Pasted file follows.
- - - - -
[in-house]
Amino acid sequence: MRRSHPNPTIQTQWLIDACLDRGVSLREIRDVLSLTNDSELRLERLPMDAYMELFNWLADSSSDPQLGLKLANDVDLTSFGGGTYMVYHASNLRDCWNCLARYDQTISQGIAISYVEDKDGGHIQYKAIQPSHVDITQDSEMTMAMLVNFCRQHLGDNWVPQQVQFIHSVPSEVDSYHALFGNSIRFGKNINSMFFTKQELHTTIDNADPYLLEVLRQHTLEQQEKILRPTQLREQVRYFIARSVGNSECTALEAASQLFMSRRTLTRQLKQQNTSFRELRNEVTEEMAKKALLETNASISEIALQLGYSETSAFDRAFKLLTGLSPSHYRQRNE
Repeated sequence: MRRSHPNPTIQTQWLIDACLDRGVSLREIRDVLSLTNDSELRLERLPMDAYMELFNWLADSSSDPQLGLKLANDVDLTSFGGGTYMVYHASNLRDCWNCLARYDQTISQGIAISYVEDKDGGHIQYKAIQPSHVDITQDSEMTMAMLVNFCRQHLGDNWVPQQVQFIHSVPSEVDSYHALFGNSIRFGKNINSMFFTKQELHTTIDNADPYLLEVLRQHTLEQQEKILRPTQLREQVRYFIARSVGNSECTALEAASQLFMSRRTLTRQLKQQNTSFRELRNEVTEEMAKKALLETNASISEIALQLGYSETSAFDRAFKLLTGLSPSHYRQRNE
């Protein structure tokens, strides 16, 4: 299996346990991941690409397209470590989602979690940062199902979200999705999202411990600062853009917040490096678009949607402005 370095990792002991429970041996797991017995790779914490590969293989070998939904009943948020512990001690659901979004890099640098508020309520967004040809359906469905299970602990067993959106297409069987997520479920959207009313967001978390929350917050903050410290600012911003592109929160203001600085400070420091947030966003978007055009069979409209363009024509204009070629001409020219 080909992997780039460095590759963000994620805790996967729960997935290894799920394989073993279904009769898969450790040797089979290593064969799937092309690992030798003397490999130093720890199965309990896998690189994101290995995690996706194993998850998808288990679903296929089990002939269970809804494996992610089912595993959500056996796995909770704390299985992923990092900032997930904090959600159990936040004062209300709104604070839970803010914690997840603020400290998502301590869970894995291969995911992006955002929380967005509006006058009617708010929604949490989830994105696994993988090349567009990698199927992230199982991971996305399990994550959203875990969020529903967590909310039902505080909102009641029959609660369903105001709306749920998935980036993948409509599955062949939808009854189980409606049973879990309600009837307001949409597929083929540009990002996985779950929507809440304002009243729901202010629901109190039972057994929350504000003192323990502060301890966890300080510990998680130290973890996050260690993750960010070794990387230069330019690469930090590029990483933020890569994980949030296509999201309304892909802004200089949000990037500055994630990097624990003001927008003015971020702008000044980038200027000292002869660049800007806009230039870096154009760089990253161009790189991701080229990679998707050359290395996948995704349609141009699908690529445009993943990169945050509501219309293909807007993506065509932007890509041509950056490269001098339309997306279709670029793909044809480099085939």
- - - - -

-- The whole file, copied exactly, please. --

[in-house]
Amino acid sequence: MRRSHPNPTIQTQWLIDACLDRGVSLREIRDVLSLTNDSELRLERLPMDAYMELFNWLADSSSDPQLGLKLANDVDLTSFGGGTYMVYHASNLRDCWNCLARYDQTISQGIAISYVEDKDGGHIQYKAIQPSHVDITQDSEMTMAMLVNFCRQHLGDNWVPQQVQFIHSVPSEVDSYHALFGNSIRFGKNINSMFFTKQELHTTIDNADPYLLEVLRQHTLEQQEKILRPTQLREQVRYFIARSVGNSECTALEAASQLFMSRRTLTRQLKQQNTSFRELRNEVTEEMAKKALLETNASISEIALQLGYSETSAFDRAFKLLTGLSPSHYRQRNE
Repeated sequence: MRRSHPNPTIQTQWLIDACLDRGVSLREIRDVLSLTNDSELRLERLPMDAYMELFNWLADSSSDPQLGLKLANDVDLTSFGGGTYMVYHASNLRDCWNCLARYDQTISQGIAISYVEDKDGGHIQYKAIQPSHVDITQDSEMTMAMLVNFCRQHLGDNWVPQQVQFIHSVPSEVDSYHALFGNSIRFGKNINSMFFTKQELHTTIDNADPYLLEVLRQHTLEQQEKILRPTQLREQVRYFIARSVGNSECTALEAASQLFMSRRTLTRQLKQQNTSFRELRNEVTEEMAKKALLETNASISEIALQLGYSETSAFDRAFKLLTGLSPSHYRQRNE
């Protein structure tokens, strides 16, 4: 299996346990991941690409397209470590989602979690940062199902979200999705999202411990600062853009917040490096678009949607402005 370095990792002991429970041996797991017995790779914490590969293989070998939904009943948020512990001690659901979004890099640098508020309520967004040809359906469905299970602990067993959106297409069987997520479920959207009313967001978390929350917050903050410290600012911003592109929160203001600085400070420091947030966003978007055009069979409209363009024509204009070629001409020219 080909992997780039460095590759963000994620805790996967729960997935290894799920394989073993279904009769898969450790040797089979290593064969799937092309690992030798003397490999130093720890199965309990896998690189994101290995995690996706194993998850998808288990679903296929089990002939269970809804494996992610089912595993959500056996796995909770704390299985992923990092900032997930904090959600159990936040004062209300709104604070839970803010914690997840603020400290998502301590869970894995291969995911992006955002929380967005509006006058009617708010929604949490989830994105696994993988090349567009990698199927992230199982991971996305399990994550959203875990969020529903967590909310039902505080909102009641029959609660369903105001709306749920998935980036993948409509599955062949939808009854189980409606049973879990309600009837307001949409597929083929540009990002996985779950929507809440304002009243729901202010629901109190039972057994929350504000003192323990502060301890966890300080510990998680130290973890996050260690993750960010070794990387230069330019690469930090590029990483933020890569994980949030296509999201309304892909802004200089949000990037500055994630990097624990003001927008003015971020702008000044980038200027000292002869660049800007806009230039870096154009760089990253161009790189991701080229990679998707050359290395996948995704349609141009699908690529445009993943990169945050509501219309293909807007993506065509932007890509041509950056490269001098339309997306279709670029793909044809480099085939």